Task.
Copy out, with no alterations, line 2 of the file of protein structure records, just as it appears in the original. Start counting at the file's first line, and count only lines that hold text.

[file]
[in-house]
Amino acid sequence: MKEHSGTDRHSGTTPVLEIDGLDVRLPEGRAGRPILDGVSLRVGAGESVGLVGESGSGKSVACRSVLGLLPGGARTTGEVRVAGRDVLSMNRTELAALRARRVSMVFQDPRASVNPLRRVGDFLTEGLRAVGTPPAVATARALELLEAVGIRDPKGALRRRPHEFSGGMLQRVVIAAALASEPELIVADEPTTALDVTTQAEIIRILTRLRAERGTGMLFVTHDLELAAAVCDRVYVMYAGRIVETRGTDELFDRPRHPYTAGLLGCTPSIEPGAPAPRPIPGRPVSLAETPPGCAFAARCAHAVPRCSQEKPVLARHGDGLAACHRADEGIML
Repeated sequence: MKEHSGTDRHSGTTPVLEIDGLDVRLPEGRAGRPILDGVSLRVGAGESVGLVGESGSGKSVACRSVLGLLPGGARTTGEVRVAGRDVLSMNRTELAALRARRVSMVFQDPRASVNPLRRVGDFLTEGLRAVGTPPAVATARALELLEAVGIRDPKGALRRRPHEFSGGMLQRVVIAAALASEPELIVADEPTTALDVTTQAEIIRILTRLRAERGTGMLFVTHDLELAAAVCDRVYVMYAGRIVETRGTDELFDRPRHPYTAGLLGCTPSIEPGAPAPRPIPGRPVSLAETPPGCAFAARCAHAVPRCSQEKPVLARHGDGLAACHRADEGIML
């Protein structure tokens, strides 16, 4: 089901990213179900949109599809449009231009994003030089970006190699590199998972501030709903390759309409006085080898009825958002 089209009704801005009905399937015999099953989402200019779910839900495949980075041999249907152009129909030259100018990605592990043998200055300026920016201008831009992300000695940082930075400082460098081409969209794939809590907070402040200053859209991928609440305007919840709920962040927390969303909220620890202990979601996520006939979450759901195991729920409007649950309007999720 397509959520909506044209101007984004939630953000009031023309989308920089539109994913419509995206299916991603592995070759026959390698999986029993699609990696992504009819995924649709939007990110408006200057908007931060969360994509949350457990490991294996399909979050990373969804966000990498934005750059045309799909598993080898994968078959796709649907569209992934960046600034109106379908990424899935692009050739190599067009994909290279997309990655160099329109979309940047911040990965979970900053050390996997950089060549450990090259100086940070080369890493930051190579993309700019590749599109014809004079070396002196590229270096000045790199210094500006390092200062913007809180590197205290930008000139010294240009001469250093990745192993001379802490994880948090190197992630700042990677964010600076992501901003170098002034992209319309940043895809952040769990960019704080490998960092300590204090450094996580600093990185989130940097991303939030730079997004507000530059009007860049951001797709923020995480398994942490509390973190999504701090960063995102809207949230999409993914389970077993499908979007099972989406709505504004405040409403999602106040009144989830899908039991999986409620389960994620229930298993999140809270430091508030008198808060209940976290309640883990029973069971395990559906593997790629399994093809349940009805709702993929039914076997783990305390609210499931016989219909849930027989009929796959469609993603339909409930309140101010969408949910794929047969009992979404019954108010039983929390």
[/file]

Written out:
Amino acid sequence: MKEHSGTDRHSGTTPVLEIDGLDVRLPEGRAGRPILDGVSLRVGAGESVGLVGESGSGKSVACRSVLGLLPGGARTTGEVRVAGRDVLSMNRTELAALRARRVSMVFQDPRASVNPLRRVGDFLTEGLRAVGTPPAVATARALELLEAVGIRDPKGALRRRPHEFSGGMLQRVVIAAALASEPELIVADEPTTALDVTTQAEIIRILTRLRAERGTGMLFVTHDLELAAAVCDRVYVMYAGRIVETRGTDELFDRPRHPYTAGLLGCTPSIEPGAPAPRPIPGRPVSLAETPPGCAFAARCAHAVPRCSQEKPVLARHGDGLAACHRADEGIML